It is obvious that something is broken. Childhood obesity is becoming an epidemic within Western life. The skill of eating has become a challenge for not only children but for those who watch the children. This problem may be too large for the school system to handle. Educators need to be aware of their environment, but cannot be totally responsible for everything the child does and doesn't do. If a child is obese, it is surely not due to the school system delivering poor lunches. Eating habits are developed within the home environment and are carried into the school system. This does not shun the responsibility of the educators however in providing nutritious lunches for its students. Test scores and learning capabilities will no doubt increase when the body is working its full capability . Nutritious foods are prerequisite for any attempt at achieving excellence. The fuel that the body needs should be examined in any situation where broken systems are evident.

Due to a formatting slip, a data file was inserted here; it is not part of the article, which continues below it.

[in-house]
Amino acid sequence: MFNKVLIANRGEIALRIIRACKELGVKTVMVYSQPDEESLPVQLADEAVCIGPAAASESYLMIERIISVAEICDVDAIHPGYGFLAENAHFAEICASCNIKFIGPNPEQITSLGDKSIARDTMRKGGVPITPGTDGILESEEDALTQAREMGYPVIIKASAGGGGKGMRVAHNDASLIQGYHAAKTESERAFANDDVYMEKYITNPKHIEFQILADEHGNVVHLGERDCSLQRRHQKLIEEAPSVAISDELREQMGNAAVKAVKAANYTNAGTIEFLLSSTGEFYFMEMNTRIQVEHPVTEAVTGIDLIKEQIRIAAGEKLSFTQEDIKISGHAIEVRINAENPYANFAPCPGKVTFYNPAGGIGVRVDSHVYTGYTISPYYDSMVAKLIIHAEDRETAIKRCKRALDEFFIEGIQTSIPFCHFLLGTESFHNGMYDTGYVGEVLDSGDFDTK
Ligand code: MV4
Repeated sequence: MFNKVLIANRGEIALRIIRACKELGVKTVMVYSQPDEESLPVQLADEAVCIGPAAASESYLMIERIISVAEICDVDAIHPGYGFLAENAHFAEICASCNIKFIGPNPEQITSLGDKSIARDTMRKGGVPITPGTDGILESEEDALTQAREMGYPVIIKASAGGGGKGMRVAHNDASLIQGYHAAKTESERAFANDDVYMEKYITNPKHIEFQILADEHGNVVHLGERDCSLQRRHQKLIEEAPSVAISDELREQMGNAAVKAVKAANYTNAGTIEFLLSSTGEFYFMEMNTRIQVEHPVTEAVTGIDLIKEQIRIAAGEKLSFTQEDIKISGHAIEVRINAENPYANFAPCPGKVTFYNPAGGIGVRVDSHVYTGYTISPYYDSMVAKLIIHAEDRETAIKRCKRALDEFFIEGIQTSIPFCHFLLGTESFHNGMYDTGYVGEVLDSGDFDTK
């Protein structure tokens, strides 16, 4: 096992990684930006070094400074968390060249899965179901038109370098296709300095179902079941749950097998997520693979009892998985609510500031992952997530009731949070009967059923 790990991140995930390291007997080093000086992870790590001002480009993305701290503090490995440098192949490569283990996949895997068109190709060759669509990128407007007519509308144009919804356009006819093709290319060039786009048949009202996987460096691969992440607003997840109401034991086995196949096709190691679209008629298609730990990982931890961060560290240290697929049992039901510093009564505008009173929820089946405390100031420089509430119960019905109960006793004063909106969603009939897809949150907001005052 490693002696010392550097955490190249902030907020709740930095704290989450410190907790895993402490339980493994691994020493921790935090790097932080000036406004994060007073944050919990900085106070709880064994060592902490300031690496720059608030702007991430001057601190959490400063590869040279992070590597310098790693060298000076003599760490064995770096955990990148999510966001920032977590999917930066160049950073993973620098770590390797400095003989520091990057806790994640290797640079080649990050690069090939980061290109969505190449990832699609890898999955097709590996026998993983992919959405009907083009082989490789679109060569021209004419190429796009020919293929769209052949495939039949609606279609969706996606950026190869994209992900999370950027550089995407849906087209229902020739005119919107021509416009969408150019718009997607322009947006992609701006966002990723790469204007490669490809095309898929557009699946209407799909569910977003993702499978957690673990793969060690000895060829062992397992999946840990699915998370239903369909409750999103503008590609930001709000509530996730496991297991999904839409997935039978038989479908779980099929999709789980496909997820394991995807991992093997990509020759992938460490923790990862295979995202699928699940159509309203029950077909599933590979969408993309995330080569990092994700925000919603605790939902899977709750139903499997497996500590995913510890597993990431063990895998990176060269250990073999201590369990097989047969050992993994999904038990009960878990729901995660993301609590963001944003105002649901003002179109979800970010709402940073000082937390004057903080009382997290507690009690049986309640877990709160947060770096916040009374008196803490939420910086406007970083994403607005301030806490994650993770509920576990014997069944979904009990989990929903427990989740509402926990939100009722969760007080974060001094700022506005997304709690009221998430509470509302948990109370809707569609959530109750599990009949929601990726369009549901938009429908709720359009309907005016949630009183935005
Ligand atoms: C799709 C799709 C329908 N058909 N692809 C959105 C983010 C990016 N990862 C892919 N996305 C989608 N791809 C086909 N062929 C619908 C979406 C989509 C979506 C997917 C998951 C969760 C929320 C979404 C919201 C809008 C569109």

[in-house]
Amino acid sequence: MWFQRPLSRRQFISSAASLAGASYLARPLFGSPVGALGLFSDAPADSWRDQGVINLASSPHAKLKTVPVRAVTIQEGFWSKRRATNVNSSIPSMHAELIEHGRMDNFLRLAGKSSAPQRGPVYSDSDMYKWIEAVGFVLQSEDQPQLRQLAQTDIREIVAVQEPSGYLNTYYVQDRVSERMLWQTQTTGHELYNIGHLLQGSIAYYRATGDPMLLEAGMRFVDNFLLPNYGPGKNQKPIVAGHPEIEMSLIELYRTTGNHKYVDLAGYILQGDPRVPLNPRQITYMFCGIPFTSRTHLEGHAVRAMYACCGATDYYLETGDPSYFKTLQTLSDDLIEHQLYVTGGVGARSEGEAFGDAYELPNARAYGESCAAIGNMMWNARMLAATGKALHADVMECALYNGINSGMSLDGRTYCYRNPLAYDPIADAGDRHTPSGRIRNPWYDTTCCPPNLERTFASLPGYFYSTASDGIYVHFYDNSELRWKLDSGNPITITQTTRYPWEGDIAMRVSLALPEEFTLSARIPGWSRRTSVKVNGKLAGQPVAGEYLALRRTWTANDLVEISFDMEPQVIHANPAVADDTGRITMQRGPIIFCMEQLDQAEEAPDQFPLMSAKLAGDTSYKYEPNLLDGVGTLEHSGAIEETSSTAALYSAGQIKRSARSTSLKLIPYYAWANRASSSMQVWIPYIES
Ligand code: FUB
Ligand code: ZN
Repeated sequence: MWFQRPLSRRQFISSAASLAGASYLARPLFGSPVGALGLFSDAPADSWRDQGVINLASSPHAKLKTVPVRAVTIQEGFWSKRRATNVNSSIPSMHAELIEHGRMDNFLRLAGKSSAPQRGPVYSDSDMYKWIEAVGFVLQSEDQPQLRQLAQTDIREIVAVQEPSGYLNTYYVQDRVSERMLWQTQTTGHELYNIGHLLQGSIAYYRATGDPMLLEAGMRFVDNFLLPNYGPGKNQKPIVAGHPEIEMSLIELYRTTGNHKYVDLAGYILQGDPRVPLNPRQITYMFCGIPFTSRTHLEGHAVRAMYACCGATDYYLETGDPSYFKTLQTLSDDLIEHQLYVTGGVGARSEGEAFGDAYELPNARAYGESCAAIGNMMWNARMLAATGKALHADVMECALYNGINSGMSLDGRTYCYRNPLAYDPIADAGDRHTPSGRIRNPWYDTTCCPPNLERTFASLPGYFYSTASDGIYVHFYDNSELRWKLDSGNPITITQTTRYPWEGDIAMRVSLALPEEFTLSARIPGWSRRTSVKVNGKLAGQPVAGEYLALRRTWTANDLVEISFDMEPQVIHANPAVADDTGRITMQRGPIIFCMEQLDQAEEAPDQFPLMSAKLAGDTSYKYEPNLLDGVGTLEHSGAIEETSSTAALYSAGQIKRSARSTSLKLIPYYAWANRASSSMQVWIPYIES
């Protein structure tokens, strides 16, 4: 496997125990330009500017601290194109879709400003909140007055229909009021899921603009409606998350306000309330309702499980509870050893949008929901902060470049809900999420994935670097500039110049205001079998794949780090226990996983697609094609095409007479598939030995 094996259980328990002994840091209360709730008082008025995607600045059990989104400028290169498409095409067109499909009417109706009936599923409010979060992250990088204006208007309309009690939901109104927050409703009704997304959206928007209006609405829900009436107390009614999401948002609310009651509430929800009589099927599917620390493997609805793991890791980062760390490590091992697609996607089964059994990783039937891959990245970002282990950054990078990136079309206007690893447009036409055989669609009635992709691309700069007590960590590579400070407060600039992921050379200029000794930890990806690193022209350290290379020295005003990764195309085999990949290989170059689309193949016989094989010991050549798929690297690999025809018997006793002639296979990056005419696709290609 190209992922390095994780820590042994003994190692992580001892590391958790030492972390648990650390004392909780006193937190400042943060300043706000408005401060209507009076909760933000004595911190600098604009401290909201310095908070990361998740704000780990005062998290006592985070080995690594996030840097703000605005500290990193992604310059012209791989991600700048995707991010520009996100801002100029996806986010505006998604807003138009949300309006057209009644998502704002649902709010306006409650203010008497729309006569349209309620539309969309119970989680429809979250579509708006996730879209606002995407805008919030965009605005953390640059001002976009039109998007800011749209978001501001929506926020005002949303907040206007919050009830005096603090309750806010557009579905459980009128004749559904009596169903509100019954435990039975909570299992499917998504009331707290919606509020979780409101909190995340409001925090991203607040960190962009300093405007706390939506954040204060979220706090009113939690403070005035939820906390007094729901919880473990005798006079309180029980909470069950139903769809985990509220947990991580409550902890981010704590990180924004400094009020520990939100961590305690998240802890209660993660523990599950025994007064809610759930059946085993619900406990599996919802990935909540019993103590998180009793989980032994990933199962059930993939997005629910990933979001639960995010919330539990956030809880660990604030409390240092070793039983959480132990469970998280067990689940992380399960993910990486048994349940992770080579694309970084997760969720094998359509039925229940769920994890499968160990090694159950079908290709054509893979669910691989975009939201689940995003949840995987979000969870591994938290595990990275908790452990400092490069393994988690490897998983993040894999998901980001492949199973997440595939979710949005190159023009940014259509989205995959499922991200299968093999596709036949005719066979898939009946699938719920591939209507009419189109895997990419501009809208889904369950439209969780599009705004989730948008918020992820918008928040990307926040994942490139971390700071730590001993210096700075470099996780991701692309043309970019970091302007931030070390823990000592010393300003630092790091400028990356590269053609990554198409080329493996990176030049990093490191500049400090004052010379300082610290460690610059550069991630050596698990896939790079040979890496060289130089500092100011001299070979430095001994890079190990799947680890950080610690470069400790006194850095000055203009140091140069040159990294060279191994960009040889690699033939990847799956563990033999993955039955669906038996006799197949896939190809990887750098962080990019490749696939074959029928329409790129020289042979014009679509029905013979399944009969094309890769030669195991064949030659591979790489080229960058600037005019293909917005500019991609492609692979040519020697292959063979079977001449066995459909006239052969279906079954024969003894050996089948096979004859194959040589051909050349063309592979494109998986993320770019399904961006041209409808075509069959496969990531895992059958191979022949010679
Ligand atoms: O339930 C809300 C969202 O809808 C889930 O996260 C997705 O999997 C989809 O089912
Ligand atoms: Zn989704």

Nutritional requirements of individuals vary from geographical area to geographical area. The diets of a child in the northern parts of America and Canada require more fatty foods due to environmental conditions. Local cuisines and local dietary habits need to be accounted for when applying a new system that would involve a mass overhaul of the school lunch program. Dahl & Scholz (2011) supported this: "among all individuals children in the South are significant more likely to participate in a meal program at school than those in the Northeast." Creating standards that don't represent a child's environment will ultimately fail in developing that child to its fullest potential. Individual responsibility once again becomes important in maintaining and developing a system that can be…